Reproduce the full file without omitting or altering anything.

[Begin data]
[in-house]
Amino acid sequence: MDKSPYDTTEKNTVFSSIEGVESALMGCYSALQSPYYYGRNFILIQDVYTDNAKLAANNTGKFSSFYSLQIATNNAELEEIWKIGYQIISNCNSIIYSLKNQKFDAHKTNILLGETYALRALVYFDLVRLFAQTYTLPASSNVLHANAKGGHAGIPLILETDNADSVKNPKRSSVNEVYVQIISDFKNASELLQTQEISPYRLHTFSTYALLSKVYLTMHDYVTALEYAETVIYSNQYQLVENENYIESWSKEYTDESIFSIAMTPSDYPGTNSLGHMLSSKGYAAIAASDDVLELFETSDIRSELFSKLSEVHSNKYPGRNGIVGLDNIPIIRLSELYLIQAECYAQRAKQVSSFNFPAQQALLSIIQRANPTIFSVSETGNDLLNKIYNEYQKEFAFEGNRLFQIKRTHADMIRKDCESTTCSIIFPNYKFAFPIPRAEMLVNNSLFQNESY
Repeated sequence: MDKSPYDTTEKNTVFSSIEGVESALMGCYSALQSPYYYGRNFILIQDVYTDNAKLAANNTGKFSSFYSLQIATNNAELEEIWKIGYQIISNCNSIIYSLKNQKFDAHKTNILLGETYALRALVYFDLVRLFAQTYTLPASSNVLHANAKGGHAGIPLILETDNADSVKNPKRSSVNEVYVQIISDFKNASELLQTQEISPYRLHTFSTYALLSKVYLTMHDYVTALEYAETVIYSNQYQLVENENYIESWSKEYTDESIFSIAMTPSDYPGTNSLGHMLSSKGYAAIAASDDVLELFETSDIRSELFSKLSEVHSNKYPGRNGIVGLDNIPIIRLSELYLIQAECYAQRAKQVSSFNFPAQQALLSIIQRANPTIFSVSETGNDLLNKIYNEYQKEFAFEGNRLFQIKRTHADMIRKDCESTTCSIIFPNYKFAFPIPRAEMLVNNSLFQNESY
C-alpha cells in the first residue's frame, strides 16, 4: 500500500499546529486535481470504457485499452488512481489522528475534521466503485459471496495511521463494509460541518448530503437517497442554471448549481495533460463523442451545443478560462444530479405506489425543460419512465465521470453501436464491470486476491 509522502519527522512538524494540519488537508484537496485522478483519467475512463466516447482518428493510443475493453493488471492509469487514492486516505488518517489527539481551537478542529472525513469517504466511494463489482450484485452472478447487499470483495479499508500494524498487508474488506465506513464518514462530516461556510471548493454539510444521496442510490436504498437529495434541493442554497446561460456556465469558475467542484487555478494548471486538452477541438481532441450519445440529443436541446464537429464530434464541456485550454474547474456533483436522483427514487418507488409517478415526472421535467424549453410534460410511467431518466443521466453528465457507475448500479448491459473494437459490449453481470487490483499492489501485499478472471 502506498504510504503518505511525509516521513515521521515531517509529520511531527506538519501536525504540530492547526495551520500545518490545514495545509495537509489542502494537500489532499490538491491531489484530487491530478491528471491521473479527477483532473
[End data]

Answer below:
[in-house]
Amino acid sequence: MDKSPYDTTEKNTVFSSIEGVESALMGCYSALQSPYYYGRNFILIQDVYTDNAKLAANNTGKFSSFYSLQIATNNAELEEIWKIGYQIISNCNSIIYSLKNQKFDAHKTNILLGETYALRALVYFDLVRLFAQTYTLPASSNVLHANAKGGHAGIPLILETDNADSVKNPKRSSVNEVYVQIISDFKNASELLQTQEISPYRLHTFSTYALLSKVYLTMHDYVTALEYAETVIYSNQYQLVENENYIESWSKEYTDESIFSIAMTPSDYPGTNSLGHMLSSKGYAAIAASDDVLELFETSDIRSELFSKLSEVHSNKYPGRNGIVGLDNIPIIRLSELYLIQAECYAQRAKQVSSFNFPAQQALLSIIQRANPTIFSVSETGNDLLNKIYNEYQKEFAFEGNRLFQIKRTHADMIRKDCESTTCSIIFPNYKFAFPIPRAEMLVNNSLFQNESY
Repeated sequence: MDKSPYDTTEKNTVFSSIEGVESALMGCYSALQSPYYYGRNFILIQDVYTDNAKLAANNTGKFSSFYSLQIATNNAELEEIWKIGYQIISNCNSIIYSLKNQKFDAHKTNILLGETYALRALVYFDLVRLFAQTYTLPASSNVLHANAKGGHAGIPLILETDNADSVKNPKRSSVNEVYVQIISDFKNASELLQTQEISPYRLHTFSTYALLSKVYLTMHDYVTALEYAETVIYSNQYQLVENENYIESWSKEYTDESIFSIAMTPSDYPGTNSLGHMLSSKGYAAIAASDDVLELFETSDIRSELFSKLSEVHSNKYPGRNGIVGLDNIPIIRLSELYLIQAECYAQRAKQVSSFNFPAQQALLSIIQRANPTIFSVSETGNDLLNKIYNEYQKEFAFEGNRLFQIKRTHADMIRKDCESTTCSIIFPNYKFAFPIPRAEMLVNNSLFQNESY
C-alpha cells in the first residue's frame, strides 16, 4: 500500500499546529486535481470504457485499452488512481489522528475534521466503485459471496495511521463494509460541518448530503437517497442554471448549481495533460463523442451545443478560462444530479405506489425543460419512465465521470453501436464491470486476491 509522502519527522512538524494540519488537508484537496485522478483519467475512463466516447482518428493510443475493453493488471492509469487514492486516505488518517489527539481551537478542529472525513469517504466511494463489482450484485452472478447487499470483495479499508500494524498487508474488506465506513464518514462530516461556510471548493454539510444521496442510490436504498437529495434541493442554497446561460456556465469558475467542484487555478494548471486538452477541438481532441450519445440529443436541446464537429464530434464541456485550454474547474456533483436522483427514487418507488409517478415526472421535467424549453410534460410511467431518466443521466453528465457507475448500479448491459473494437459490449453481470487490483499492489501485499478472471 502506498504510504503518505511525509516521513515521521515531517509529520511531527506538519501536525504540530492547526495551520500545518490545514495545509495537509489542502494537500489532499490538491491531489484530487491530478491528471491521473479527477483532473